A new way to live and work in the heart of Salt Lake City, Mya, at four stories and 130,000 sf, combines the highest quality affordable and market-rate housing with unique public and private amenities, creative community coworking space, and catalytic ground-level retail in a holistic, world-class, mixed-use community.
YEAR OF COMPLETION
The initial site selection presented several challenges, but also opportunities. A question arose in the planning process for the project’s massing: how do you pair three seemingly different programs, pack them all comfortably in 130,000 sf of space, and blend them seamlessly on a long and narrow key lot site?
A story told in several parts, the building is nearly self-explanatory. At the ground-floor retail program, a large, glazed section offers easy visual access to passerby. Recessed from the main face of the building, the design simultaneously enables easy thoroughfare for pedestrian traffic. Immediately above, facing the most heavily trafficked intersection bordering the building, a carved aperture on the façade frames the two main areas of coworking for The Shop SLC.
On the neighboring face, a similar aperture showcases a central communicating stair running from the second to third floor of the coworking area, creating a vibrant window into the activity occurring within. As the eye traverses the building from front to back, a dance happens, introducing several serrations in the facades that signify the transition from retail and workplace to residential.
The touchstone of commercial spaces of Mya is The Shop. This 30,000 sf space features flexible workspace, a roof deck, multiple meeting rooms, and comprehensive amenities aimed at amplifying local entrepreneurs and start-ups, while simultaneously offering a flexible space for community events and programming. Throughout, the EskewDumezRipple interiors team took inspiration from the movement, intersection, and industrial nature of nearby railroads which played an important role in the growth of Salt Lake City in the 1800’s. Natural woods, patinated leathers, black steel, and antiqued brass accents are used to afford a rustic yet sophisticated aesthetic. Similarly, wood slat ceiling reference rail tracks of the pioneering days, while graphic wall coverings provide subtle reference to the surrounding landscape.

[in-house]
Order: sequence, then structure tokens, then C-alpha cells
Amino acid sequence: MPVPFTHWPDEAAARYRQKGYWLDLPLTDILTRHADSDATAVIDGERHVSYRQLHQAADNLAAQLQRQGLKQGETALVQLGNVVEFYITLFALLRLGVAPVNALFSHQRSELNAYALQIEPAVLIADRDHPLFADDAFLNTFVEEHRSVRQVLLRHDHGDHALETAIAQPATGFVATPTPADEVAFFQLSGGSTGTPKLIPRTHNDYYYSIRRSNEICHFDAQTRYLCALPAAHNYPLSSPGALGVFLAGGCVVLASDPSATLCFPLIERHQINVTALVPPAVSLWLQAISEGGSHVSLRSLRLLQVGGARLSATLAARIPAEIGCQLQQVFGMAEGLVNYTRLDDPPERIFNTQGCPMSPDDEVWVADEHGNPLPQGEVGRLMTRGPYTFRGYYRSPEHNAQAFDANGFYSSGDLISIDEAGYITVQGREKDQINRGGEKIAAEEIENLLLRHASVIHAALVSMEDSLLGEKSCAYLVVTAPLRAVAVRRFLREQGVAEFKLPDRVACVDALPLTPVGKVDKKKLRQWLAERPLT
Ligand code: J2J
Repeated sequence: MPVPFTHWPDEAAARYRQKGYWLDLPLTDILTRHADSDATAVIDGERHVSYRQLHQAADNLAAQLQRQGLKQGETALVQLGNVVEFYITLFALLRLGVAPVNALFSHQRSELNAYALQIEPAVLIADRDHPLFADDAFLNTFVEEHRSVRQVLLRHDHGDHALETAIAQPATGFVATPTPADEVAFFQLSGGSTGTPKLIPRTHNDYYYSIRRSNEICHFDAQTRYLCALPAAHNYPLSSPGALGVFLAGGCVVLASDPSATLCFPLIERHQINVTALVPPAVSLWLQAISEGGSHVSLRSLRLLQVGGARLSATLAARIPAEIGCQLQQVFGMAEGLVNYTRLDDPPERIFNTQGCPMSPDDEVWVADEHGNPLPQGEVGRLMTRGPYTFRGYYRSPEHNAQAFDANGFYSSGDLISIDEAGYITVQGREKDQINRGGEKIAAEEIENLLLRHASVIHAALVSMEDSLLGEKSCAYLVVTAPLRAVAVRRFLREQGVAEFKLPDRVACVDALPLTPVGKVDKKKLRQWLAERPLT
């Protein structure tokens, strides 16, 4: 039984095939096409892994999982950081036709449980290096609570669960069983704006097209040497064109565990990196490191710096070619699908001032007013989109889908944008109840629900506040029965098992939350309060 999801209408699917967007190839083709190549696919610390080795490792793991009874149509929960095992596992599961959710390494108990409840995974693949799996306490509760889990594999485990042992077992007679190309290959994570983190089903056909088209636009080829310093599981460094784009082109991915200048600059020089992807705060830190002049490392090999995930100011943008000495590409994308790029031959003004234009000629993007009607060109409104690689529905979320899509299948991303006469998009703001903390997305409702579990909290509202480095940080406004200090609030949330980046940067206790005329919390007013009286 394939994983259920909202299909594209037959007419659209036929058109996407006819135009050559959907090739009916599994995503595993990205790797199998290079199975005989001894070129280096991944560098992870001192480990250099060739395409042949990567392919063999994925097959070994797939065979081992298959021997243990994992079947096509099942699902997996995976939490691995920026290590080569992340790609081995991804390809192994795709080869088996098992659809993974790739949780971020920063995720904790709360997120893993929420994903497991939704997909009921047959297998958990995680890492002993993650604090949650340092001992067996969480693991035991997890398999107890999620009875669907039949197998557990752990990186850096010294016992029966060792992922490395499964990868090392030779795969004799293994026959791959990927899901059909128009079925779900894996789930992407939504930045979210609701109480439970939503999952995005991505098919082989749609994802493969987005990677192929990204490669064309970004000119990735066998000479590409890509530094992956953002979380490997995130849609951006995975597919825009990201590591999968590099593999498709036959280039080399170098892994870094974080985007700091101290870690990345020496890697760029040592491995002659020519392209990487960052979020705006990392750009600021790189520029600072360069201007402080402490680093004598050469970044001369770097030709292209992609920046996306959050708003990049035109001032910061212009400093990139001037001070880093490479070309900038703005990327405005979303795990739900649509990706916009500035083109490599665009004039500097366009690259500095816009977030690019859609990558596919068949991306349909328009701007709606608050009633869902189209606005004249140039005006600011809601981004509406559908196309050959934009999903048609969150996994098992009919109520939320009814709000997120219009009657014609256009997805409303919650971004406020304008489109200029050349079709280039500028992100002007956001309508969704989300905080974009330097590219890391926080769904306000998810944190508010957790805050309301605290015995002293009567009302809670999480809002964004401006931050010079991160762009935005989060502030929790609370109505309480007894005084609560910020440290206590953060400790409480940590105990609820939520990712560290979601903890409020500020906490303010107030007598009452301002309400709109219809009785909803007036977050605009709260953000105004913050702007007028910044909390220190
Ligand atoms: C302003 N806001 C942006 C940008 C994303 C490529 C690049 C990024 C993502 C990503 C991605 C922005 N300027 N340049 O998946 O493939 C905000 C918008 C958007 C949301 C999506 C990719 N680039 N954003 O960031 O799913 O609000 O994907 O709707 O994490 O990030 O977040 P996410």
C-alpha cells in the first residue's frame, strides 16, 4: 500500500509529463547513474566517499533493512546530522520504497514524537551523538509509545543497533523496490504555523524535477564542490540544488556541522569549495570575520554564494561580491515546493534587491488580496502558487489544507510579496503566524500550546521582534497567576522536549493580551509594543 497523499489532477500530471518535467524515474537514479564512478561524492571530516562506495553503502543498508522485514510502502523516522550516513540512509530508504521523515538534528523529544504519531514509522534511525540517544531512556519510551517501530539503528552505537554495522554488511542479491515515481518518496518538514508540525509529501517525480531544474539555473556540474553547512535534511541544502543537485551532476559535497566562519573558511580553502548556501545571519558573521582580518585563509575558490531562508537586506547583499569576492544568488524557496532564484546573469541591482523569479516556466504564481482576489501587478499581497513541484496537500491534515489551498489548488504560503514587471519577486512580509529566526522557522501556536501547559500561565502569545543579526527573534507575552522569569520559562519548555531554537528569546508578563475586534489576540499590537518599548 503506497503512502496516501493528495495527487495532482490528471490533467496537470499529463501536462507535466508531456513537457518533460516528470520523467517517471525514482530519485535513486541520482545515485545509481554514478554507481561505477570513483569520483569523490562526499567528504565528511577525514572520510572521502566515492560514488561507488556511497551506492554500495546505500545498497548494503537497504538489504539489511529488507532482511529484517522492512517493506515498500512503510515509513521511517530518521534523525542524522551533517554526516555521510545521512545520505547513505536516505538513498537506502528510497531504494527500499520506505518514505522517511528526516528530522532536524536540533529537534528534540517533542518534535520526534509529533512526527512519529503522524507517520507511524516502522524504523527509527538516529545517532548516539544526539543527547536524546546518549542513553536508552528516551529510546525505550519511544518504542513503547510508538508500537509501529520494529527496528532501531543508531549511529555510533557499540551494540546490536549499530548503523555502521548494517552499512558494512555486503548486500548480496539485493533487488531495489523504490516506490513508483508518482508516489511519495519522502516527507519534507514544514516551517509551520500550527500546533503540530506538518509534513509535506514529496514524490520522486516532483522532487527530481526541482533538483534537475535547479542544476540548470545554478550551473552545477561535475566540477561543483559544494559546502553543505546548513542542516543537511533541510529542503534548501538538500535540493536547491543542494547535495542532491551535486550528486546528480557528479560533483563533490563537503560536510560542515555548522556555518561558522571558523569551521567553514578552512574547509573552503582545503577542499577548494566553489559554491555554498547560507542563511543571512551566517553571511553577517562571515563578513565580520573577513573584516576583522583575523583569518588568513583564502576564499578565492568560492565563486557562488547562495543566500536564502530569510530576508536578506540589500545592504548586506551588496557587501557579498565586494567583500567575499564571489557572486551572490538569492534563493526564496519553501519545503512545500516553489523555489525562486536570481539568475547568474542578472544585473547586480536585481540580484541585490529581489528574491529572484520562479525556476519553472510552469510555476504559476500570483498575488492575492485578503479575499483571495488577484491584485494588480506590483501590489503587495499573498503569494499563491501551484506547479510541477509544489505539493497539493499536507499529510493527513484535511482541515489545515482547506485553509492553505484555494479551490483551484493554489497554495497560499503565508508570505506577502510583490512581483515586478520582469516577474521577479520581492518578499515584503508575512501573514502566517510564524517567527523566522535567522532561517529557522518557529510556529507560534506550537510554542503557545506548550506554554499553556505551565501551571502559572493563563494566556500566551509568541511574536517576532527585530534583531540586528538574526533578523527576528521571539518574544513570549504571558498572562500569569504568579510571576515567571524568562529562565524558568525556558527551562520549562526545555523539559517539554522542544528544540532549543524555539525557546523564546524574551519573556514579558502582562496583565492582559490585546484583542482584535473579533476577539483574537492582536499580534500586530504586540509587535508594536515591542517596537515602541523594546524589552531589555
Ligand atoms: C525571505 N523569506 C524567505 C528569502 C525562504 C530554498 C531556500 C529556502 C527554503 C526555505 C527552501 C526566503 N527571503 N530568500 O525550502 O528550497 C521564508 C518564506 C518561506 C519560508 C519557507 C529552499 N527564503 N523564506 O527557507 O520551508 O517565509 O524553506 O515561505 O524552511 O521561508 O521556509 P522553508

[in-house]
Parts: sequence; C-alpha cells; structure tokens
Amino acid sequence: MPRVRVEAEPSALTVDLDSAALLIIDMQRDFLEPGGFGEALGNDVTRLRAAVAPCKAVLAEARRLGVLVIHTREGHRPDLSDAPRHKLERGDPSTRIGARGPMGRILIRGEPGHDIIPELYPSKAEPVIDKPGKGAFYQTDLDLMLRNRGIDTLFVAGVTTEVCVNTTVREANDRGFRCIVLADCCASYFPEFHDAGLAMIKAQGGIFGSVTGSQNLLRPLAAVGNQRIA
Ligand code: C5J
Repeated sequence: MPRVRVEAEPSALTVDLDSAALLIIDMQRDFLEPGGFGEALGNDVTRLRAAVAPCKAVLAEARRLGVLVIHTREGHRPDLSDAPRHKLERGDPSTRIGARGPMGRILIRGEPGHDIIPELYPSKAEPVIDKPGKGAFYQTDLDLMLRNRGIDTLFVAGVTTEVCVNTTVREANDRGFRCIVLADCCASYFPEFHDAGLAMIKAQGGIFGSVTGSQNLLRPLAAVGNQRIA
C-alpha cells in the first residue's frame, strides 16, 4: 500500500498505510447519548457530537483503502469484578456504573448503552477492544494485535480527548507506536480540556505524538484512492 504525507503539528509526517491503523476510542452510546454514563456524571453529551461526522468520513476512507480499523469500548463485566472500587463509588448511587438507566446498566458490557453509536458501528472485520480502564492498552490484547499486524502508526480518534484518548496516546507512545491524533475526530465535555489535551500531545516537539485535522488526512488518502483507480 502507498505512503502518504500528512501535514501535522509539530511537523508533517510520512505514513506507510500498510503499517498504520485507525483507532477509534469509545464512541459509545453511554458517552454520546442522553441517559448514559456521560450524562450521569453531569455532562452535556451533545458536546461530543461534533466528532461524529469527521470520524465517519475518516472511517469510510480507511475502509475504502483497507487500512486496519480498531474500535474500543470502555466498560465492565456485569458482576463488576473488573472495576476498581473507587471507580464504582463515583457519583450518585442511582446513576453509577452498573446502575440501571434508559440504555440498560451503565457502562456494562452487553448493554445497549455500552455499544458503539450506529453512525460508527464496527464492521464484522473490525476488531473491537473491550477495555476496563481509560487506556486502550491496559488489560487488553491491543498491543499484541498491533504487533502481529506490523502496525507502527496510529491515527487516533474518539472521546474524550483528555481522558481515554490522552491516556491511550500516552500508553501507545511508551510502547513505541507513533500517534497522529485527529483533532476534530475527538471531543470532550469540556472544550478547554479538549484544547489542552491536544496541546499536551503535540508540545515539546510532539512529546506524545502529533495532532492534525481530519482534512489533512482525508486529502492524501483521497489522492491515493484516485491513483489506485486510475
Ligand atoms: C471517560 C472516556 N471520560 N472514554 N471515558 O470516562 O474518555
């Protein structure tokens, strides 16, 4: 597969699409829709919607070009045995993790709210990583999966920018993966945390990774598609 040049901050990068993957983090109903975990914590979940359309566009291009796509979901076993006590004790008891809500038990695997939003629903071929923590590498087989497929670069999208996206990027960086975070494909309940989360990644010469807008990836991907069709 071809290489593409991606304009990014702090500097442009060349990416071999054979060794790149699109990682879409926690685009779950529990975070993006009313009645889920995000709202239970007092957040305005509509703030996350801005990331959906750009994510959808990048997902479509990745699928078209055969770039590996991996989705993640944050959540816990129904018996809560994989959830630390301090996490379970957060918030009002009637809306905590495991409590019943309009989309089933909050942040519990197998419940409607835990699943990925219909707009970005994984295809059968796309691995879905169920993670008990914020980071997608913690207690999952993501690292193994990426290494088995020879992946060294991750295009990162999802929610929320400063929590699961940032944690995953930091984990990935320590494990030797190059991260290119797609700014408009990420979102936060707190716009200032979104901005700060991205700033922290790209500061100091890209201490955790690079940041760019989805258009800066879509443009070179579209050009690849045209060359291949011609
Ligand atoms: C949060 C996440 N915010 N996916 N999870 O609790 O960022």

In the residential portion of the program (with interiors designed by partner architect Farouki Farouki), the design team sought to find efficiencies in a difficult site with opportunities to enhance resident life. While all modules were required to be micro-units under 500 square feet, serrations introduce variety and excitement to what might otherwise have been a stoic exercise in Tetris. Drawing inspiration from the nearby mountain-scapes of Utah, the serrations offer another intended surprise: creating three unobstructed views for every resident within.
In an area marked by rapid development, this project uses communal spaces and residential comforts to complement both the unique personality and rich landscapes that mark this environment.